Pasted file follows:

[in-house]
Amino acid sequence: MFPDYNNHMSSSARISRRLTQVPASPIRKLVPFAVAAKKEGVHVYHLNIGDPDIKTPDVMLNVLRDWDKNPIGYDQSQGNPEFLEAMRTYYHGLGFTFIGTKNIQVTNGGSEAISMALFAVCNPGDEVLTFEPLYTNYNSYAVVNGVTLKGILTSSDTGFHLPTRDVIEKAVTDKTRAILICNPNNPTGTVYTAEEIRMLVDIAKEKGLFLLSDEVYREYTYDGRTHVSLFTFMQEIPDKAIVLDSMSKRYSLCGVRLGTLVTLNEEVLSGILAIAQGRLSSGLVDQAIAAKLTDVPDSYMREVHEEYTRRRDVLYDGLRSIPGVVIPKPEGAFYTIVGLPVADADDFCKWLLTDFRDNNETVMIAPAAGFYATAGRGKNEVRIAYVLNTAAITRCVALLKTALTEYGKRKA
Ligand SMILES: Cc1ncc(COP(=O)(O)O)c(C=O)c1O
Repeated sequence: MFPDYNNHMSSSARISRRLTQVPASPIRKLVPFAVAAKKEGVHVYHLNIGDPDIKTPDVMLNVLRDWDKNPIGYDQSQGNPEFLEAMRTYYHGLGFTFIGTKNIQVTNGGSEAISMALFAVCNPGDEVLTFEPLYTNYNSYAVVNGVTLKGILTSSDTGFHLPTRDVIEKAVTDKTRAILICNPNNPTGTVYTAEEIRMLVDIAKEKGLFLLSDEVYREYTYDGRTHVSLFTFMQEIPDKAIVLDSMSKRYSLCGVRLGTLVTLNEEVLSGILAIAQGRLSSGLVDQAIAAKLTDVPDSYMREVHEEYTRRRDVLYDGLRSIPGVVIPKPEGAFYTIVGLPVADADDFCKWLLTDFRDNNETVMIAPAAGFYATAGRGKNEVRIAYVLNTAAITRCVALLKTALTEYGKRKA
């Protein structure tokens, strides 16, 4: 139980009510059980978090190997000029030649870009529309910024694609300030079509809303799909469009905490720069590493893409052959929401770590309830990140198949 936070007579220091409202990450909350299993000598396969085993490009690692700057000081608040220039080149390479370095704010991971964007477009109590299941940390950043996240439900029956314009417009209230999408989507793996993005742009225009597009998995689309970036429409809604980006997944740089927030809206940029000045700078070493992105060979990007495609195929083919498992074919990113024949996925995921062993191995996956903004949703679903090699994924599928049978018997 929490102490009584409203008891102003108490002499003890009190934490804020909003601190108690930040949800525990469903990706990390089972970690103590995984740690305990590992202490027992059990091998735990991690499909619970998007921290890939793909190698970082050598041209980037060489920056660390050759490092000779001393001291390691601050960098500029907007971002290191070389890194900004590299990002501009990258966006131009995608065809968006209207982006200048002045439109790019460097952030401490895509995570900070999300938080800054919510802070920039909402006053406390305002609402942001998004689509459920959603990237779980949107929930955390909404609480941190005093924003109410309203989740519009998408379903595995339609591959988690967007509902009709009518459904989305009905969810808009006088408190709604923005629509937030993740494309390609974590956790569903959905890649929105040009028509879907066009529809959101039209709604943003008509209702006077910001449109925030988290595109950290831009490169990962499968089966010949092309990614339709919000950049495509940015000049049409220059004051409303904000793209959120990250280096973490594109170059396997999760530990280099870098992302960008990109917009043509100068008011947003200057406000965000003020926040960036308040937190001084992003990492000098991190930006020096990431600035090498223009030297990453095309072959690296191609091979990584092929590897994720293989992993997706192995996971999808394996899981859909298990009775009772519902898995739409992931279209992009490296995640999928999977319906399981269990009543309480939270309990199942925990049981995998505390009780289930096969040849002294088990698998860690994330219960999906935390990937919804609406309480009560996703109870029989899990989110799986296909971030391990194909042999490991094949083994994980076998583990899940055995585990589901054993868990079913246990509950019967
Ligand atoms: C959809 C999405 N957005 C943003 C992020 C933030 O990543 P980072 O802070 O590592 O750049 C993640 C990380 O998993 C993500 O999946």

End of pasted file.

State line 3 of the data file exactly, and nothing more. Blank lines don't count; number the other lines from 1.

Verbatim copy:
Ligand SMILES: Cc1ncc(COP(=O)(O)O)c(C=O)c1O